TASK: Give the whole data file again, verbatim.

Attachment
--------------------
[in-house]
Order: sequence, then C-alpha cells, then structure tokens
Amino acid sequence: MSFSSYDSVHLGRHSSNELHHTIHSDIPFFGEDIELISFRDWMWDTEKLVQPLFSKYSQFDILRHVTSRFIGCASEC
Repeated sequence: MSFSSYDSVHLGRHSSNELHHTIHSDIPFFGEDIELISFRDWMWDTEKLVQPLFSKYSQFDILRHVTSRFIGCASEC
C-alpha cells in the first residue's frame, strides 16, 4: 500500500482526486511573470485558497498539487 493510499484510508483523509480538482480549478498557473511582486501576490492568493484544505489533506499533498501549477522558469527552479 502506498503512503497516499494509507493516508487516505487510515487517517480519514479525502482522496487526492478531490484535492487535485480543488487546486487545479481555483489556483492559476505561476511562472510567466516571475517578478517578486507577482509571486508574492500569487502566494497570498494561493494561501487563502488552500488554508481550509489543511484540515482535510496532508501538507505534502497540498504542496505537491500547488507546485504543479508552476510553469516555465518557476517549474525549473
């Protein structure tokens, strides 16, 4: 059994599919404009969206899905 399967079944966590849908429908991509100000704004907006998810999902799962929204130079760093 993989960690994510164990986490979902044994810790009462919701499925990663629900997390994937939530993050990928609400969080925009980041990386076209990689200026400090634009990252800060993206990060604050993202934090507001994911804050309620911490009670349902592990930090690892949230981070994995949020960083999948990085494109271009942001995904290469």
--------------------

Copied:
[in-house]
Order: sequence, then C-alpha cells, then structure tokens
Amino acid sequence: MSFSSYDSVHLGRHSSNELHHTIHSDIPFFGEDIELISFRDWMWDTEKLVQPLFSKYSQFDILRHVTSRFIGCASEC
Repeated sequence: MSFSSYDSVHLGRHSSNELHHTIHSDIPFFGEDIELISFRDWMWDTEKLVQPLFSKYSQFDILRHVTSRFIGCASEC
C-alpha cells in the first residue's frame, strides 16, 4: 500500500482526486511573470485558497498539487 493510499484510508483523509480538482480549478498557473511582486501576490492568493484544505489533506499533498501549477522558469527552479 502506498503512503497516499494509507493516508487516505487510515487517517480519514479525502482522496487526492478531490484535492487535485480543488487546486487545479481555483489556483492559476505561476511562472510567466516571475517578478517578486507577482509571486508574492500569487502566494497570498494561493494561501487563502488552500488554508481550509489543511484540515482535510496532508501538507505534502497540498504542496505537491500547488507546485504543479508552476510553469516555465518557476517549474525549473
């Protein structure tokens, strides 16, 4: 059994599919404009969206899905 399967079944966590849908429908991509100000704004907006998810999902799962929204130079760093 993989960690994510164990986490979902044994810790009462919701499925990663629900997390994937939530993050990928609400969080925009980041990386076209990689200026400090634009990252800060993206990060604050993202934090507001994911804050309620911490009670349902592990930090690892949230981070994995949020960083999948990085494109271009942001995904290469």